Paying some taxes now could save you later

Your Money

April 08, 2007|By Janet Kidd Stewart | Janet Kidd Stewart,Chicago Tribune

Iwill be retiring with — I will be retiring with- in the next few months, and I am confused about how to deal with my retirement accounts. When I stop working, must I convert my existing 403(b) accounts into IRA accounts? Can I simply stop contributing and allow them to remain dormant until I need to withdraw the money? If I have to convert, will this have an impact on my desire to convert existing IRA accounts to Roth IRAs in 2010?

- A reader in Arlington Heights, Ill.

If you have less than $5,000 stashed in your account, your employer could force you out of the plan.

But if you have more than that tucked away, you should be able to leave the money where it is until you have to begin taking required minimum distributions at age 70 1/2 or until 2010, the first year savers can convert traditional individual retirement accounts into Roth IRAs regardless of income restrictions.

Whether that is the best option depends on the quality of your plan and your other assets, said Robert Oliver of Oliver Financial Planning in Ann Arbor, Mich.

Employers with 403(b) plans typically are educational or nonprofit institutions. Depending on the organization, the plans can have attractive investment options at low costs. Another advantage: Participants can take loans out on the money, which can't be done with IRAs, Oliver said.

Although tax-deferred earnings growth has been the key selling point for retirement plans and IRAs, more financial advisers are recommending a strategy of diversifying the tax structure of a portfolio, with an emphasis on paying a chunk of taxes now to get them out of the way. Their rationale is that while it's impossible to predict the future tax climate, many analysts expect rates to increase.

The idea would be to take a portion of your 403(b) and pay the taxes on it as you convert it to a Roth IRA, which then grows and is distributed tax free.

In your situation, Oliver said, it might make sense to convert the entire account to a Roth. With a little planning, you could be in a lower tax bracket by 2010, given your pending retirement, and if you haven't started collecting Social Security, for example.

Another option to investigate: If your 403(b) includes contributions from before 1987, that money can be left untouched until you are 75, providing more years of tax-deferred growth before required minimum distributions kick in.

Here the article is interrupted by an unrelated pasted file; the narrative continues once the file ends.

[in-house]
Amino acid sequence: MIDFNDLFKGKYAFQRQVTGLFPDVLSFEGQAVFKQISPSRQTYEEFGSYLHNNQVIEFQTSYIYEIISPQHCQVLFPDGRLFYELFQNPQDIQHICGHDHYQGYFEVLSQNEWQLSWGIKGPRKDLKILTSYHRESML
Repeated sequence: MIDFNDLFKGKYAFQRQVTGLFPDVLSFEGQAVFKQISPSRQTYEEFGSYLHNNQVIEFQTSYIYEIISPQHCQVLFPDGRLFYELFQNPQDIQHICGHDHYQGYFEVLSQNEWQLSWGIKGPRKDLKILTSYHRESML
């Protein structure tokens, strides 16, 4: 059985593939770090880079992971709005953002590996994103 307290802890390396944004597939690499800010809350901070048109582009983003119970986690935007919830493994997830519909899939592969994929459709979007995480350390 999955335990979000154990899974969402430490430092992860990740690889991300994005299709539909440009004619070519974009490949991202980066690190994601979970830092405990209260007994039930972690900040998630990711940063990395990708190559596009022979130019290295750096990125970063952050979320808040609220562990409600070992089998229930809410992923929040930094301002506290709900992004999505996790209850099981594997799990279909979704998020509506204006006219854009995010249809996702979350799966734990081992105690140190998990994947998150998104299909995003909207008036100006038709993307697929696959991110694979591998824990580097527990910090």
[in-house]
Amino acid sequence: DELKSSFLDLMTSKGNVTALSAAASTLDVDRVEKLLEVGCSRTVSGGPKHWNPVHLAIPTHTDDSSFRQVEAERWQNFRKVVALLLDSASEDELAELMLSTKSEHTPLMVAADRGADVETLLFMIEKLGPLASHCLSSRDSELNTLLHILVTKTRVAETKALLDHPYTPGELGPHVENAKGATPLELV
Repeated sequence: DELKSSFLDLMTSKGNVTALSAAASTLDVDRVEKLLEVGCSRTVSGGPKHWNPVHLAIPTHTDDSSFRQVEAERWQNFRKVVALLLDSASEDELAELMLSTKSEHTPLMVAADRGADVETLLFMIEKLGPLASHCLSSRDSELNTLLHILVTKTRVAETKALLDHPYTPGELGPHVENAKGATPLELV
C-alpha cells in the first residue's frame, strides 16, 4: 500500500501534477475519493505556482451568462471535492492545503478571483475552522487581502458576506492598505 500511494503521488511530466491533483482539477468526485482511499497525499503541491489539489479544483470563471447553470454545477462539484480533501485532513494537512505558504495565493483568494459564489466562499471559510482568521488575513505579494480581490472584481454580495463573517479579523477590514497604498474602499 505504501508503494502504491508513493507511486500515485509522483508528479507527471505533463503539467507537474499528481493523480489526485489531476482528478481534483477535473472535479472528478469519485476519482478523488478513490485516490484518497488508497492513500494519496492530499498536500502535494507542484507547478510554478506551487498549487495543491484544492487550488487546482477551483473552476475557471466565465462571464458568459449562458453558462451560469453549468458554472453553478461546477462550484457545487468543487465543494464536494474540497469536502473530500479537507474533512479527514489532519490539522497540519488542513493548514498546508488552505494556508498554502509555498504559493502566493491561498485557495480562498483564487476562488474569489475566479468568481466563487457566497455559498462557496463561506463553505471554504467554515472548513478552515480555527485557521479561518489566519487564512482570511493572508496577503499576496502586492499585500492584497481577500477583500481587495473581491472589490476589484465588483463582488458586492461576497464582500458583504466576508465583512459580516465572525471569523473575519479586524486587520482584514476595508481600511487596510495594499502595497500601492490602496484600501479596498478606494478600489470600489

My husband and I recently retired. We both had flex health accounts at work but are now collecting Social Security and have Medicare. My husband does some outside consulting and has a stream of income from it. Medicare doesn't cover all of our medical expenses, such as dental. Is there any flex-type account that we can set up to pay these additional medical expenses with pretax dollars? I understand that the health savings accounts are tied to health insurance policies and high deductibles, so that obviously doesn't work. Is there anything that works for retirees still earning some income?

- Mary Baim, Chicago

Sounds like you may be feeling the pinch common to many couples who earn some income after retiring and beginning to collect Social Security. Post-retirement work can reduce Social Security benefits and can throw you into a higher tax bracket.

Meanwhile, health care costs continue to soar. Flexible spending accounts allow workers to save pretax dollars through an employer and use the money for qualified health care expenses. By definition, these are workplace plans and self-employed workers can't participate.

I checked with your husband's employer, and they do allow certain part-time employees to participate in flexible spending accounts. So check to see if he qualifies. Failing that, do all you can to reduce your tax bite in other ways, including maximizing deductions elsewhere, said Ed Slott, an accountant and author of Your Complete Retirement Planning Road Map: The Leave-Nothing-to-Chance, Worry-Free, All-Systems-Go Guide. That includes judiciously harvesting stock losses and recording business-related expenses attributable to his part-time income, he said.

Have a retirement question? Write to, or via mail at Your Money, Chicago Tribune, Room 400, 435 N. Michigan Ave., Chicago, IL 60611. If your letter is selected, we may include you and your question in a future column.

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